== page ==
On June 17, 1934, crowds waited expectantly at Brisbane’s Archerfield aerodrome in the city’s south to welcome recent record-breaking aviatrix Jean Batten. A few weeks earlier, the New Zealander had ensured her celebrity status when she successfully flew solo from England to Darwin in 14 days and 22 hours, trouncing the previous women’s record set by English aviatrix Amy Johnson by over four days.
Batten arrived at 3.30pm, making a perfect landing. “Just a moment. I have someone here,” she told the cheering crowd, producing a black kitten from her Gipsy Moth. “Isn’t he wonderful?” she remarked as the kitten, named Buddy, was displayed to the crowd. “So are you!” someone yelled back.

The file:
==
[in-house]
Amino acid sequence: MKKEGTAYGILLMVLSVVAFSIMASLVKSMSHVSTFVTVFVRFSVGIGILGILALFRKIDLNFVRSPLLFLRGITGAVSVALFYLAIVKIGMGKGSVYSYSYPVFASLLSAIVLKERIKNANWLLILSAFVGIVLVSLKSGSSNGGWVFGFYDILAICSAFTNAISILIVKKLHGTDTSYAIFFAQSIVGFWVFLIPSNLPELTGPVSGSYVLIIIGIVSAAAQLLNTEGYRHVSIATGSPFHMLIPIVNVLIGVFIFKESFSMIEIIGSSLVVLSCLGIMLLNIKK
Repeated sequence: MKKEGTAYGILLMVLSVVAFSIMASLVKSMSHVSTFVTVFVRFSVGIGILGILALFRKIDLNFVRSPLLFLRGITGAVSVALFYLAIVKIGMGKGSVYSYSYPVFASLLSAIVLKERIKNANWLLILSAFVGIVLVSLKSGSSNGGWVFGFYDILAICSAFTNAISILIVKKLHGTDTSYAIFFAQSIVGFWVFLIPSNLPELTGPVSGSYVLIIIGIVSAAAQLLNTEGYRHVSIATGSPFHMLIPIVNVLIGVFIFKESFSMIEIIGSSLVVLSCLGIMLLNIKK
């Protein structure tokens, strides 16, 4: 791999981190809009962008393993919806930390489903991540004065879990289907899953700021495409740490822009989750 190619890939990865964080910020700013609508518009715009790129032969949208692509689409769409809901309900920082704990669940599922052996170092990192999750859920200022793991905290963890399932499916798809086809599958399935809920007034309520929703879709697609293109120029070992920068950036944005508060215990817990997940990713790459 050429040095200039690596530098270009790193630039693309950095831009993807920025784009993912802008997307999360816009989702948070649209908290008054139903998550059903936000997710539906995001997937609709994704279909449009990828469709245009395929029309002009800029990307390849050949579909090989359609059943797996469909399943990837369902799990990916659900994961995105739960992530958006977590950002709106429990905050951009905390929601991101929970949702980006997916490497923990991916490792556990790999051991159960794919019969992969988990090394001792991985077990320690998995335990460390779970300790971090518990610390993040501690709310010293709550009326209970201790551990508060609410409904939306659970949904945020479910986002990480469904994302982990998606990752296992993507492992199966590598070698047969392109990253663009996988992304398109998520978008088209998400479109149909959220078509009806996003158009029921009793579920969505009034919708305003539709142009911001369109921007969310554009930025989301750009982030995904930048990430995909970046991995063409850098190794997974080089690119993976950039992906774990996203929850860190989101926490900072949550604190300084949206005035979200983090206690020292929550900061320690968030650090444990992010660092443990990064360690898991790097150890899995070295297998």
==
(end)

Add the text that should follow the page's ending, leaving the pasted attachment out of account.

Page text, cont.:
Buddy attracted much of the limelight – “When the cameras got busy, puss of the blue eyes was as much a centre of attraction as the wonder girl herself,” said the Telegraph newspaper. The kitten was a gift from the Diggers at the Prince of Wales Military Hospital in Sydney. A special afternoon tea to welcome Batten was held in the clubhouse of the Queensland Aero Club, where Buddy received a saucer of milk.
After a quiet evening at Lennons Hotel, the following day was full of frantic activity for Batten, 24, including a civic reception at City Hall, lunch at Tattersalls Club, afternoon tea with the Town and Country’s Women’s Club, finishing with dinner and a dance at the Bellevue Hotel hosted by the Queensland Aero Club. In stark contrast to the wild scenes at her arrival, “no more than half-a-dozen” turned out to farewell Batten when she departed Archerfield early on June 19, bound for Sydney.
Myles Sinnamon – Project Coordinator, State Library of Queensland